An electrical burn is when you come into contact with an electric current and are jolted as it runs throughout your body. Electrical burns are most commonly caused by faulty extension cords and unprotected electrical wiring in the construction and trade industries.
The skin can also be burned by friction, which is when a surface repeatedly rubs against another surface or your skin is scraped against a hard surface (such as road rash). While most friction burns are relatively minor and heal on their own, some result in serious injuries.
The term “burn” is technically incorrect when it comes to radiation burns, since the skin is not actually burned. Regardless, the pain and injury from radiation burns look and feel like a burn. They occur when high-energy radiation passes through your body and damages skin cells.
Thermal, chemical, and electrical burns are the most common types of burns in the workplace.
Regardless of which type of burn you’ve suffered, immediate medical attention may be required to minimize the damage and lasting effects. When an accident happens at work, you should report it immediately and seek medical treatment from a facility capable of providing specialized burn treatment.
Classifications (Degrees) of Burn Injuries
Most burns fall into one of three categories or “degrees,” depending on the severity of the burn.
A first-degree burn means only the top layer of skin is affected. The skin becomes red, swells, and may peel. A first-degree burn heals within a few days and usually doesn’t require professional medical treatment.
A second-degree burn reaches deeper into the epidermis than just the top layer of skin and may not heal for weeks. These burns are often associated with redness, blistering, and soreness.
A third-degree burn can go as deep as the tissue underlying the layers of skin or even bone. It’s common for a victim to undergo surgery to recover from a third-degree burn, and in the most severe cases, amputation may be necessary. Permanent scarring is frequently seen with third-degree burns and the area may never fully heal.
While uncommon, 4th degree burns can also happen in the workplace. These are the most serious and debilitating types of burns, causing permanent damage to the muscles, ligaments, bones, tendons, body organs and more.
Schedule Your FREE Consultation With An Experienced Montana Burn Injury Attorney To Discuss Your Right to Compensation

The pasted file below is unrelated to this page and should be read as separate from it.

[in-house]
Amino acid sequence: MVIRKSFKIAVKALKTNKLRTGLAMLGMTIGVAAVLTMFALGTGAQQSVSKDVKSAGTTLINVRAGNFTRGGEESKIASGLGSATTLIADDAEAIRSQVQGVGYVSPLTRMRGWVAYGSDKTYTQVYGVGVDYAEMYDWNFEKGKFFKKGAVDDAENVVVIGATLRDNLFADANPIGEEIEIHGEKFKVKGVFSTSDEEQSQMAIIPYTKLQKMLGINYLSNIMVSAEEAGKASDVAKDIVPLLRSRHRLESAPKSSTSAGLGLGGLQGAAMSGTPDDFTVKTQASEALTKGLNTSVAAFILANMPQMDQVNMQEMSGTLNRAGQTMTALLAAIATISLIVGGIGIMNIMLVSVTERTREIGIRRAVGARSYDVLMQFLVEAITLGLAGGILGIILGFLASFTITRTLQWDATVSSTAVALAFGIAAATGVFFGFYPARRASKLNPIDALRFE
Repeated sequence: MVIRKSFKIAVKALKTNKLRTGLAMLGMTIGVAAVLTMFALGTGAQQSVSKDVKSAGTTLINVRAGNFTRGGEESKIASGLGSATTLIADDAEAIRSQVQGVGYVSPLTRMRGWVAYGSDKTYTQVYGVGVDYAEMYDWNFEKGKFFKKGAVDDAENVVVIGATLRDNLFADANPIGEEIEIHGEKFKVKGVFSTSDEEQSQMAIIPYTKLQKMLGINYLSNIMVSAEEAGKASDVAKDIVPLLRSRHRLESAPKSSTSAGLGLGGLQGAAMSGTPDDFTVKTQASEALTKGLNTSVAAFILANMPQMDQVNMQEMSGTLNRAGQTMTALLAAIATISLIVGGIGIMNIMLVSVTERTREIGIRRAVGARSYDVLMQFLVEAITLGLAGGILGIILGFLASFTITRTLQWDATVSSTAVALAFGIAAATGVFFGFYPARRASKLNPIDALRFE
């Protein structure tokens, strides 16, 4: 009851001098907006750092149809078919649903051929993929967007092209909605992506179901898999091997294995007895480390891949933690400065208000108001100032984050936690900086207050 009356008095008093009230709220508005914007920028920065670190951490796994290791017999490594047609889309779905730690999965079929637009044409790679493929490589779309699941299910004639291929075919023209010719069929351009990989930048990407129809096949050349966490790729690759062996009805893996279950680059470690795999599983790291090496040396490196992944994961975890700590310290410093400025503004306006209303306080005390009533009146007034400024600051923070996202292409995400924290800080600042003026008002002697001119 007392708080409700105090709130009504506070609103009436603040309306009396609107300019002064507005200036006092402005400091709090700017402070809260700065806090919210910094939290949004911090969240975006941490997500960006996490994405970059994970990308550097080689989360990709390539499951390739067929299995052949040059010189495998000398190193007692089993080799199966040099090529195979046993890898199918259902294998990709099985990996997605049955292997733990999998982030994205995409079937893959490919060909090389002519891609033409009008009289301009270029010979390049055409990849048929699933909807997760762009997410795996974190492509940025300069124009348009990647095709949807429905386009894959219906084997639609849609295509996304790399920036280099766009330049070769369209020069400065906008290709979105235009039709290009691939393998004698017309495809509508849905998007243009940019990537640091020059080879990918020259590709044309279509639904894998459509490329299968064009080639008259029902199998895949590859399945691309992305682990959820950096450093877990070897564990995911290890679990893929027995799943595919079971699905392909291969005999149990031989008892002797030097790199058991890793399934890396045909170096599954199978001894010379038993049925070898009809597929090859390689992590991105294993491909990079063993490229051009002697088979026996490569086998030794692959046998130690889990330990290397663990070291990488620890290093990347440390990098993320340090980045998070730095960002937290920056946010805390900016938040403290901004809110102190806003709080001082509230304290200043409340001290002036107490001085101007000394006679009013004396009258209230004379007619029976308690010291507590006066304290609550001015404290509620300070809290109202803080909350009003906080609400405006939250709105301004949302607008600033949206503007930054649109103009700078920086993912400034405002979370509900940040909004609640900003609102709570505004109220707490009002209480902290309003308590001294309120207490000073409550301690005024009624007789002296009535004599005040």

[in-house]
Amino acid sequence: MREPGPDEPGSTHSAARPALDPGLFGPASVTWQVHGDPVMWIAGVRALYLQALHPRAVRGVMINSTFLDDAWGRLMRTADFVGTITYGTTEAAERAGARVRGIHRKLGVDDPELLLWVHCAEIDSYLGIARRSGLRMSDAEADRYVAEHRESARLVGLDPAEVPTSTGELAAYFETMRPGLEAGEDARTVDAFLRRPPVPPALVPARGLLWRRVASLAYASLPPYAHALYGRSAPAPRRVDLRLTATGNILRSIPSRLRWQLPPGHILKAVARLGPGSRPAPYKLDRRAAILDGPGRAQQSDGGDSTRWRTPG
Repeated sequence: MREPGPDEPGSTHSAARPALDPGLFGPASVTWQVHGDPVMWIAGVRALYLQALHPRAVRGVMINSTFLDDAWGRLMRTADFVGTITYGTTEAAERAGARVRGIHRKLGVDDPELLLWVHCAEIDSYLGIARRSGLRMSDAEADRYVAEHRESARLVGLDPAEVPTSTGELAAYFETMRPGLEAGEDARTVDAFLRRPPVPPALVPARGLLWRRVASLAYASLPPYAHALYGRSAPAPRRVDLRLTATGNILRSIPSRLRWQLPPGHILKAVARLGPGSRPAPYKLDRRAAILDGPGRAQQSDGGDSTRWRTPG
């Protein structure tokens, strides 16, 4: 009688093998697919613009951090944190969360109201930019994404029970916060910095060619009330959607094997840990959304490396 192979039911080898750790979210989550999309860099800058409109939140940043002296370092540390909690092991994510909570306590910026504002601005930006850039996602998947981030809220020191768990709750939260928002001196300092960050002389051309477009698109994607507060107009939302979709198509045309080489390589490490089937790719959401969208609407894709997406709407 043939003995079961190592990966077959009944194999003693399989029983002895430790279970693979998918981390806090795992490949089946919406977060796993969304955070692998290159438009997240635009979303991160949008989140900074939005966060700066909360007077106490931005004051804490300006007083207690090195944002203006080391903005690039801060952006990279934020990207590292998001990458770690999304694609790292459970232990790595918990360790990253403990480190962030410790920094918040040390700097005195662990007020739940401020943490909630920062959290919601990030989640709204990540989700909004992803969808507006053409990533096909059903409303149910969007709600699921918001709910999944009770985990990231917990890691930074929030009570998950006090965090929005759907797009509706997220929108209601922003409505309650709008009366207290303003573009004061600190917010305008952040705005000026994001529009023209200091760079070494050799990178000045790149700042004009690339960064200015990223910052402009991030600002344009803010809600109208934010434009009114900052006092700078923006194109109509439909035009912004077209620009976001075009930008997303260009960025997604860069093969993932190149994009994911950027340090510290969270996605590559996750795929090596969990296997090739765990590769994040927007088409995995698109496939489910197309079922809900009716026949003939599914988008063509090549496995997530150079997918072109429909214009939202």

The damage resulting from a serious burn can change the course of your life forever. When a burn victim is unable to fully recover or is faced with great expense during the long road to recovery, the party liable for the injury may be held responsible for payment of medical bills, rehabilitation, lost wages and more. In the event of a burn injury at work, your employer must pay workers’ compensation benefits in most cases under Montana law.
At Murphy Law Firm, our burn injury lawyers are deeply familiar with this special type of personal injury and we understand the importance of establishing liability for your accident. Employers are required to provide a safe workplace, and when safety protocols are inadequate or breached, the employer can (and should) be held liable for any injury suffered.
We may be able to help you obtain reimbursement and compensation for:
- Medical bills
- Lost wages
- Travel expenses
- Loss of consortium (income, companionship, child care, etc.)
- Emotional distress (pain and suffering)
- Punitive damages (money given as punishment)
Our dedicated team will prove liability by linking your injury to the accident, and offering evidence that proves the accident was the result of a breach of duty on the part of your employer. The damages we’ll seek can include out-of-pocket expenses for medical care as well as non-economic damages associated with your pain and suffering. If you’ve been burned while at work or in an accident, let us help you pursue full and fair compensation.
Contact Murphy Law Firm today to schedule your free consultation.
“Murphy Law Firm is reliable, trustworthy and incredibly driven to give the best service. I wouldn’t hire another attorney.”